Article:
Hi! Nice to meet you, I’m Lauren. I’m the one who came along and surprised Justin with a serious relationship after he chose a twin size bed for his van’s buildout. (Okay, it’s actually slightly smaller than a twin size bed. I was being generous.) Anyway, it’s very cuddle-y. And don’t forget, Achilles is a necessary part of the cuddle puddle too. Needless to say, we have a pretty specific sleeping situation that is very reminiscent of Tetris.
Want to know how to get a girl to fall in love with you, your dog, your van, and climbing, all at the same time? Here’s a story:
Who Is This Alex Honnold Guy?
I had just started dating Justin, and it was my first time going on a climbing trip with his whole tribe (I just call these trips “weekends” now). We were in Holcomb Valley, which is a local-ish sport climbing crag scene out in the San Bernardino mountains, near Big Bear. Yes, trad is rad and Justin outgrew Holcomb pretty quickly, but I’m still pretty stoked on the place. Maybe because it was my first?
We sat around the portable LED light (don’t be the asshole that lights a fire in a restricted area), and once the conversation turned to climbing it seemed like everyone was speaking a different language. I tried to make mental notes of all the lingo, so I pictured each word spelled out in the air. Crimps, jugs, monos, dynos, gaston, mantle? What the hell is a gri-gri? And who is this Alex Honnold guy? I sat silently wondering what it all meant, feeling slightly overwhelmed. Imagine trying to make a good impression on your boyfriend’s closest friends when you don’t speak their language and you don’t even have a toilet to shit in.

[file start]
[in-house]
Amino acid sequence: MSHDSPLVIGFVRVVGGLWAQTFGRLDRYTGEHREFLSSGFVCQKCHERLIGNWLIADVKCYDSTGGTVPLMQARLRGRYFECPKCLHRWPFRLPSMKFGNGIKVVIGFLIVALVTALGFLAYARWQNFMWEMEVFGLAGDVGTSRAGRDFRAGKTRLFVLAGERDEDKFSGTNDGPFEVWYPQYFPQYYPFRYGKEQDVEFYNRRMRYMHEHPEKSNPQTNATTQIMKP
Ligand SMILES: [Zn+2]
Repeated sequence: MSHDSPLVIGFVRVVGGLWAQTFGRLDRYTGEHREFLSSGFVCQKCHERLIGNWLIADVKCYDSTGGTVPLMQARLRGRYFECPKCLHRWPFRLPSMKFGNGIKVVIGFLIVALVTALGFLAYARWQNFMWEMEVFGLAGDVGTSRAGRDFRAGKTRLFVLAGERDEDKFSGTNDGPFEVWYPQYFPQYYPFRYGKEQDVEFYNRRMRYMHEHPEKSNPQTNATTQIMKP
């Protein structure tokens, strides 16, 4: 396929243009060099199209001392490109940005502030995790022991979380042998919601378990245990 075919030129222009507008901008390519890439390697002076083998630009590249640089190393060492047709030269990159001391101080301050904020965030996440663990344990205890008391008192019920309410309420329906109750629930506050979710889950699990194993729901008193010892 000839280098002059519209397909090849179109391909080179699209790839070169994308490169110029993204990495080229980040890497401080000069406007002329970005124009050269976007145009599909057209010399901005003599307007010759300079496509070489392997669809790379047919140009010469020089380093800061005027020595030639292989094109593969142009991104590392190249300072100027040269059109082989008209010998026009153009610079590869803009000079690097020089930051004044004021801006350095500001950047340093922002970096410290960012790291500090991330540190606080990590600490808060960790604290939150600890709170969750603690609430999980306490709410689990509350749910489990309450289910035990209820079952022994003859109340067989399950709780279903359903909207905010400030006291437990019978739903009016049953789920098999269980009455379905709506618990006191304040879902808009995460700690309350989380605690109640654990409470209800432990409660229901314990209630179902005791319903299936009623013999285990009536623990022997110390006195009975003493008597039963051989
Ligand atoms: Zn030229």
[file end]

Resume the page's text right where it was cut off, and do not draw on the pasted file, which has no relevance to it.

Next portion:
Caroline looked up at me with her distinctive, friendly blue eyes and said, “You have no idea what we’re talking about do you? You’ll learn.” She was one of those welcoming people you thank god for at parties when you don’t know anyone except the host. I didn’t have the luxury then of knowing that Caroline would become one of my favorite people to climb with, or that I would fall super hard in love with Justin, or that his tribe would become my tribe, too. All I had was my social anxiety and a beer.
Looking back with hindsight is such a trip. I never could have known then how things would progress, and I guess that’s why I love all of this so much. Progress. I know how cliche it is to draw parallels between climbing and life, but I think there’s something to be said about how simple it is to make those connections.
My first time in Frieda, she was mostly finished except for the pantry/closet area. She was a literal blank slate full of possibilities, and the empty walls pretty obviously marked the beginning of a new chapter for Justin. That’s how my first trip to Holcomb felt– everything was fresh and new, and I only had a vague idea of what it would all eventually look like. That weekend was the first time I used the poo shovel, the first time I met the group of people I now call some of my closest friends, and the first time Justin told me he loved me.
So much has happened since then. The slate isn’t clean anymore (that never lasts for long, right?), but I don’t want it to be. Things are messy and things are amazing, and that’s all part of it. Clean slates don’t feel like home, anyway. They feel like museums. Frieda’s walls aren’t blank anymore, they’re filled with a spice rack made from cigar boxes, a magnetic knife bar that we were all sure would lead to sudden death, a philodendron named Robert Plant, and a mural of J-Tree painted by a friend. Everything has its own place and its own story.
I remember Justin telling me about the first cut he made to install the fan in Frieda, and how it felt so important and permanent. No pressure, but once you carve into this, there’s no turning back. Everything is so new, and then in an instant, it isn’t anymore. Savor the newness, but don’t be afraid to make a mess either.
So go fall in love with someone and sleep together in a van on a (smaller than a) twin size bed! Go on adventures and create stories! Fill the walls! 10/10, highly recommend.
I read somewhere that it’s good to be with somebody who feels like home and an adventure all at once. I guess I took that advice very literally. During our last trip through a few different states, we were walking back to Frieda after a hike when we both noted how strange it was to see so many California license plates in the parking lot. We thought we were in Idaho, but we were actually already back in our home state.
We didn’t even know what state we were in, but we knew we were home.